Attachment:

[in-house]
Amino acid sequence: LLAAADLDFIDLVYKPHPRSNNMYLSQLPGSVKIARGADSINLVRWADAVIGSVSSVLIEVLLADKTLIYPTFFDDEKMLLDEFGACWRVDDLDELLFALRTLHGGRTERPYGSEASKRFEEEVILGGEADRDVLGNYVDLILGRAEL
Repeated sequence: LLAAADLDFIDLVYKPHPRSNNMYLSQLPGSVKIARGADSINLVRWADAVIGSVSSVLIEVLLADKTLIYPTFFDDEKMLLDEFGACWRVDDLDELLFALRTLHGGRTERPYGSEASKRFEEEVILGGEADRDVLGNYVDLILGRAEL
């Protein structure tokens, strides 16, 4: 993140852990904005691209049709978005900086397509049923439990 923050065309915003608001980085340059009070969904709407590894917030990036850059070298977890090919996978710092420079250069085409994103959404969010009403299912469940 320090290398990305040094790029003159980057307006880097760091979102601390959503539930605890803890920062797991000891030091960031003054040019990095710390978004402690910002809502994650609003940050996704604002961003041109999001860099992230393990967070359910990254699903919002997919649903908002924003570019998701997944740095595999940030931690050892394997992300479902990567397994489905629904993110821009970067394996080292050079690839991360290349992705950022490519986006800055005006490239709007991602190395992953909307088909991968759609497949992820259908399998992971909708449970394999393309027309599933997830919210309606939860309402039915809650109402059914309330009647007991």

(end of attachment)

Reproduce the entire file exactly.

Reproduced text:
[in-house]
Amino acid sequence: LLAAADLDFIDLVYKPHPRSNNMYLSQLPGSVKIARGADSINLVRWADAVIGSVSSVLIEVLLADKTLIYPTFFDDEKMLLDEFGACWRVDDLDELLFALRTLHGGRTERPYGSEASKRFEEEVILGGEADRDVLGNYVDLILGRAEL
Repeated sequence: LLAAADLDFIDLVYKPHPRSNNMYLSQLPGSVKIARGADSINLVRWADAVIGSVSSVLIEVLLADKTLIYPTFFDDEKMLLDEFGACWRVDDLDELLFALRTLHGGRTERPYGSEASKRFEEEVILGGEADRDVLGNYVDLILGRAEL
């Protein structure tokens, strides 16, 4: 993140852990904005691209049709978005900086397509049923439990 923050065309915003608001980085340059009070969904709407590894917030990036850059070298977890090919996978710092420079250069085409994103959404969010009403299912469940 320090290398990305040094790029003159980057307006880097760091979102601390959503539930605890803890920062797991000891030091960031003054040019990095710390978004402690910002809502994650609003940050996704604002961003041109999001860099992230393990967070359910990254699903919002997919649903908002924003570019998701997944740095595999940030931690050892394997992300479902990567397994489905629904993110821009970067394996080292050079690839991360290349992705950022490519986006800055005006490239709007991602190395992953909307088909991968759609497949992820259908399998992971909708449970394999393309027309599933997830919210309606939860309402039915809650109402059914309330009647007991």